Sub-Task 1: Regressing Box-Level Instances
The network proposes object instances in the form of bounding boxes. These bounding boxes are class-agnostic and are predicted with an objectness score (probability of containing an object or not). The network structure is similar to the Region Proposal Networks (RPNs). To read about them check out my post on Faster R-CNN.
Sub-Task 2: Regressing Mask-level Instances
Using a box prediction given by stage-1, a feature of this box is extracted from the shared convolutional features using Region-of-Interest (RoI) pooling. This is then passed through two fully-connected layers. The first fc layer reduces the dimensions to 256, followed by the second fc layer that regresses a pixel-wise mask. The mask is of a predefined spatial resolution of m×m (= 28), which is parametrized by an m²-dimensional vector. This is similar to the mask prediction method used in DeepMask. DeepMask applies the regression layers to dense sliding windows (fully-convolutionally), but MNC regresses masks only from a few proposed boxes and so computational cost is greatly reduced.
Sub-Task 3: Categorizing Instances
Just like stage-2, using the box predictions given by stage-1, a feature map is extracted using RoI pooling. This is followed by two parallel pathways: mask-based and box-based.
In the mask-based pathway, the RoI extracted feature map is “masked” by the stage-2 mask predictions. This leads to a feature focused on the foreground of the prediction mask. Two 4096-d fc layers are applied to the masked feature. The box-based pathway simply consists of the feature extracted using RoI pooling being passed through to 4096-d fc layers. The box-level pathway is for addressing the cases when the feature is mostly masked out by the mask-level pathway (eg., on background or very big objects). The mask-based and box-based pathways are concatenated followed by a softmax classifier for predicting N+1 classes: N categories plus one background category.
Even after using such a complex architecture, the whole network is end-to-end trainable!
This method adapts FCNs, which perform really well for semantic segmentation, for instance-aware semantic segmentation. In contrast to the original FCN where each output pixel is a classifier of an object category, in InstanceFCN each output pixel is a classifier of relative positions of instances. For example, for the #6 score map in the figure below, each pixel is a classifier of being or not being “right side” of an instance.
An FCN is applied on the input image to generate k² score maps, each corresponding to a particular relative position. These are called instance-sensitive score maps. To produce object instances from these score maps, a sliding window of size m×m is used. The m×m window is divided into k², m ⁄ k × m ⁄ k dimensional windows corresponding to each of the k² relative positions. Each m ⁄ k × m ⁄ k sub-window of the output directly copies values from the same sub-window in the corresponding score map. The k² sub-windows are put together according to their relative positions to assemble an m×m segmentation output. For example, the #1 sub-window of the output in the figure above is taken directly from the top-left m ⁄ k × m ⁄ k sub-window of the m×m window in the #1 instance-sensitive score map. This is called the instance assembling module.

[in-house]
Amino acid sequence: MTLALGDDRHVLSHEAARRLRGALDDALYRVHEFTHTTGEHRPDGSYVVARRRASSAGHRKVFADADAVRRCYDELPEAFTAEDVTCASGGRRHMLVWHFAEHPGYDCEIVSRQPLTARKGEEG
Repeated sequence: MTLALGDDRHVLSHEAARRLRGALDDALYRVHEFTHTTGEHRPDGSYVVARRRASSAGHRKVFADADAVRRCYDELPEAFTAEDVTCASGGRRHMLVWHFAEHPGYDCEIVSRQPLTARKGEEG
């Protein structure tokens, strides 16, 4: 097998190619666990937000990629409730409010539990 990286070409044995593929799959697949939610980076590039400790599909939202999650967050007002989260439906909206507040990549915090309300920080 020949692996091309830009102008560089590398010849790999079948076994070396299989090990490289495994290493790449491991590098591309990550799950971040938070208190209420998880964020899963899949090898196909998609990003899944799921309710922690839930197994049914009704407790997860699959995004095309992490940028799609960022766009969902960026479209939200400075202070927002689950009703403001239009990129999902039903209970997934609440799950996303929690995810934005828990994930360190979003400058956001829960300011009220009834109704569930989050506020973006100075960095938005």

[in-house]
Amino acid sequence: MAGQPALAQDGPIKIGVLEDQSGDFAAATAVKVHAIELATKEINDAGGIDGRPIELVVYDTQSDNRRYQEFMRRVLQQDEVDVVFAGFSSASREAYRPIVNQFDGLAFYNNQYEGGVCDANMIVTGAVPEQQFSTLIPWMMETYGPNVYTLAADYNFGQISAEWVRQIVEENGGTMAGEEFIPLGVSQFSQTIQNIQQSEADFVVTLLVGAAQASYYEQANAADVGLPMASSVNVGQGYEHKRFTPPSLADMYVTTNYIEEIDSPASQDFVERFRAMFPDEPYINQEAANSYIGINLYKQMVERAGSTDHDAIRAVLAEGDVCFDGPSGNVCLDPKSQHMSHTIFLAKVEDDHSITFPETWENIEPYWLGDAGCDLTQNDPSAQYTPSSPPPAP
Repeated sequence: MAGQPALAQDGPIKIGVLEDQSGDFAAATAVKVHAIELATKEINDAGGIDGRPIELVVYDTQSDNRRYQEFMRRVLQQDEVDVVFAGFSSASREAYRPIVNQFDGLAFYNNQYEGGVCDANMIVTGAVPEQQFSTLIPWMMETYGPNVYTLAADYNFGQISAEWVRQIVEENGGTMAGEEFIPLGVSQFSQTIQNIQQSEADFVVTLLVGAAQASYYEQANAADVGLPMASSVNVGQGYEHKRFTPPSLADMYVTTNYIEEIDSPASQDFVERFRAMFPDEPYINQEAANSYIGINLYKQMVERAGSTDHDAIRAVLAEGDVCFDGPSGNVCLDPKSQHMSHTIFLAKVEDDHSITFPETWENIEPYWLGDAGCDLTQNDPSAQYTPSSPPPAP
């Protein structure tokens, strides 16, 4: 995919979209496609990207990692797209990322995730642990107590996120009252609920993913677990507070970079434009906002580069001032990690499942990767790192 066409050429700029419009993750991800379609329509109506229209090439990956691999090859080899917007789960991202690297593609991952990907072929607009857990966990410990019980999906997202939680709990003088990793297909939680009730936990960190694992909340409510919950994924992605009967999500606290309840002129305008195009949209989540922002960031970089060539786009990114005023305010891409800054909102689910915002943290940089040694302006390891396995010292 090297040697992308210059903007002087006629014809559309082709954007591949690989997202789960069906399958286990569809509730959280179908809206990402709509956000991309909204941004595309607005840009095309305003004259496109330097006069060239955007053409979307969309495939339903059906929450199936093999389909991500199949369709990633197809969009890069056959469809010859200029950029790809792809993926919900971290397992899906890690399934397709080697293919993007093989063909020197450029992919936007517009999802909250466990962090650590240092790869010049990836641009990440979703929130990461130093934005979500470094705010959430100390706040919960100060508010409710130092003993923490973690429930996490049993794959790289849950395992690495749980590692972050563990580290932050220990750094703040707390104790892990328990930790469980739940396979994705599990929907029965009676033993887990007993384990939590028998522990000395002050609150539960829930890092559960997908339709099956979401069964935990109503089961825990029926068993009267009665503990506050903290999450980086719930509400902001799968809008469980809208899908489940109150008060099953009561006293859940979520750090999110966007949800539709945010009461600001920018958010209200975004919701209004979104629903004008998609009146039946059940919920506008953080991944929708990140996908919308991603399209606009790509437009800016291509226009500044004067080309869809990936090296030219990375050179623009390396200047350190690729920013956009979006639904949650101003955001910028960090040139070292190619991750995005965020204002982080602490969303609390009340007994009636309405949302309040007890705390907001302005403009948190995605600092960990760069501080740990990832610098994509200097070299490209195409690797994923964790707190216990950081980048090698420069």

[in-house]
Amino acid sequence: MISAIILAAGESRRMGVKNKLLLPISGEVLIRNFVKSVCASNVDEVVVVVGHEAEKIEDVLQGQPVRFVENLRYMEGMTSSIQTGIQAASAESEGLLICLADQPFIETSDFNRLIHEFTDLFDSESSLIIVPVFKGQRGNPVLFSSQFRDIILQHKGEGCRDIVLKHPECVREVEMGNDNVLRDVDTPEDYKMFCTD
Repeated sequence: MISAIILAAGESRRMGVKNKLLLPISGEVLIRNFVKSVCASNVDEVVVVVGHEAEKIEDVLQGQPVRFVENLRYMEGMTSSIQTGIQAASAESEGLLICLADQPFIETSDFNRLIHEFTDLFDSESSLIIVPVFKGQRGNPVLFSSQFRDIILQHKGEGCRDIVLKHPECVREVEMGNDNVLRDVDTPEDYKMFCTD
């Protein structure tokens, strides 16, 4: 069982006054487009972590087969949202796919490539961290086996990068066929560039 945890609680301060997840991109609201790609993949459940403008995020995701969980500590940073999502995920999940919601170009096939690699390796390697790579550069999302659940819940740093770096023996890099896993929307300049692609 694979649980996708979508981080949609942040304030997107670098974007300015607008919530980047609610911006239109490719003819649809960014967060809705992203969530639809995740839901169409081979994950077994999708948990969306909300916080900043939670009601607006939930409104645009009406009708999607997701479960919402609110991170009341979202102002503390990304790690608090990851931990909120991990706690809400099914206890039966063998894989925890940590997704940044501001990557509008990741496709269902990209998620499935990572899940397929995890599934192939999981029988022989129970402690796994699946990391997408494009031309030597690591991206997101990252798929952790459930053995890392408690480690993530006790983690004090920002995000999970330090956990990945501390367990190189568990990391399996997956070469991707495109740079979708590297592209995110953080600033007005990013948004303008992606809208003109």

The architecture consists of applying VGG-16 fully convolutionally on the input image. On the output feature map, there are two fully convolutional branches; one for estimating segment instances (as described above) and the other for scoring the instances.
For the first branch, 1×1 512-d conv. layer followed by a 3×3 conv. layer is used to generate the set of k² instance-sensitive score maps. The assembling module (as described earlier) is used to predict the m×m (= 21) segmentation mask.
The second branch consists of a 3×3 512-d conv. layer followed by a 1×1 conv. layer. This 1×1 conv. layer is a per-pixel logistic regression for classifying instance/not instance of the m×m sliding window centered at this pixel. Hence, the output of the branch is an objectness score map in which one score corresponds to one sliding window that generates one instance. Hence, this method is blind to the different object categories.
Fully Convolutional Instance-aware Semantic Segmentation (FCIS) is build up of the IntanceFCN method. InstanceFCN is only able to predict a fixed m×m dimensional mask and could not classify the object into different categories. FCIS fixes all of that by predicting different dimensional masks while also predicting the different object categories.
Joint Mask Prediction and Classification
Given a RoI, the pixel-wise score maps are produced by the assembling operation as described above under InstanceFCN. For each pixel in ROI, there are two tasks (hence, two score maps are produced):